This conversational-style essay is an exchange among fourteen professors — representing thirteen universities across five countries — with experience teaching with feminist judgments. Feminist judgments are “shadow” court decisions rewritten from a feminist perspective, using only the precedent in effect and the facts known at the time of the original decision. Scholars in Canada, England, the U.S., Australia, New Zealand, Scotland, Ireland, India and Mexico have published (or are currently producing) written collections of feminist judgments that demonstrate how feminist perspectives could have changed the legal reasoning or outcome (or both) in important legal cases.
This essay begins to explore the vast pedagogical potential of feminist judgments. The contributors to this conversation describe how they use feminist judgments in the classroom; how students have responded to the judgments; how the professors achieve specific learning objectives through teaching with feminist judgments; and how working with feminist judgments — whether studying them, writing them, or both — can help students excavate the multiple social, political, economic and even personal factors that influence the development of legal rules, structures, and institutions. The primary takeaway of the essay is that feminist judgments are a uniquely enriching pedagogical tool that can broaden the learning experience. Feminist judgments invite future lawyers, and indeed any reader, to re-imagine what the law is, what the law can be, and how to make the law more responsive to the needs of all people.'Prefiguring Feminist Judgment in International Law' by Hilary Charlesworth in Lavers and L Hodson (eds), Feminist Judgments in International Law (Hart, 2019) comments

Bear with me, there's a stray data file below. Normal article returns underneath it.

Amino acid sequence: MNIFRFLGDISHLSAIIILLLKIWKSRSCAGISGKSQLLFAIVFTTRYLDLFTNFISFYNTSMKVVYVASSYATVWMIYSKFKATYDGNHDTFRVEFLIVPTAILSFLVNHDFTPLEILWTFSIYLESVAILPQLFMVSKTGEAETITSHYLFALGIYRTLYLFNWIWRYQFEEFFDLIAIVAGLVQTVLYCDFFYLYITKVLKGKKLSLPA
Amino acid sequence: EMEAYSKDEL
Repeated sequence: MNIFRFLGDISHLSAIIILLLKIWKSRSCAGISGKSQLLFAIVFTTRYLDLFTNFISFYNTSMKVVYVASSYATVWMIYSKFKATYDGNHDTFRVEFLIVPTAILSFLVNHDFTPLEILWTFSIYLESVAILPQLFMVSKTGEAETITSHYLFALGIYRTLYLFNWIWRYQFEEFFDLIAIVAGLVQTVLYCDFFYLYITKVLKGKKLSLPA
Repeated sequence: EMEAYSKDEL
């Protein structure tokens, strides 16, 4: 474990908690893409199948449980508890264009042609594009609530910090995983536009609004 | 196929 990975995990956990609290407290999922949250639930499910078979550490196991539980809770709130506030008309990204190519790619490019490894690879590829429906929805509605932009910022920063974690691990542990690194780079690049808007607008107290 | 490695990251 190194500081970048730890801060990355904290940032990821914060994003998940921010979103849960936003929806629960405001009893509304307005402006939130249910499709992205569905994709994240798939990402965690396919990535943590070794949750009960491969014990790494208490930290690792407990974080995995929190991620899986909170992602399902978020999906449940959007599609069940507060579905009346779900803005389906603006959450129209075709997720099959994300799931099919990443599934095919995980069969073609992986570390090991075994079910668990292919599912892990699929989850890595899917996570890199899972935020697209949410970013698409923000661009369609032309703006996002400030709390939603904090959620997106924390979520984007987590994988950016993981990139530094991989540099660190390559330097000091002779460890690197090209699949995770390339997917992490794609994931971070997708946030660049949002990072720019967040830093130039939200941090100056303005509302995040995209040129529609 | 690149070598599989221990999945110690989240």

Prefigurative politics is a form of activism harnessing theories of social change. In essence, it means a group’s adoption of structures and styles of reasoning that the group is promoting, a modelling of the desired political and social outcomes; the aphorism ‘be the change you want to see’ sums up the practice of prefiguration. The term ‘prefigurative tradition’ first emerged in the 1970s in the context of Marxist methods, describing them as a movement embodying ‘within the ongoing political practice … those forms of social relations, decision-making, culture, and human experience that are the ultimate goal.’ The idea was that Marxist prefigurative politics would undermine ‘the division of labor between everyday life and political activity.’ The women’s camp at Greenham Common, established in 1981 to protest against the presence of Cruise missiles at a US Air Force base in the United Kingdom, was a prefigurative venture in challenging traditional family structures. Another example is the Occupy! movement in 2011, which set out to establish public spaces in the heart of large urban areas where free food, medical care and education were available.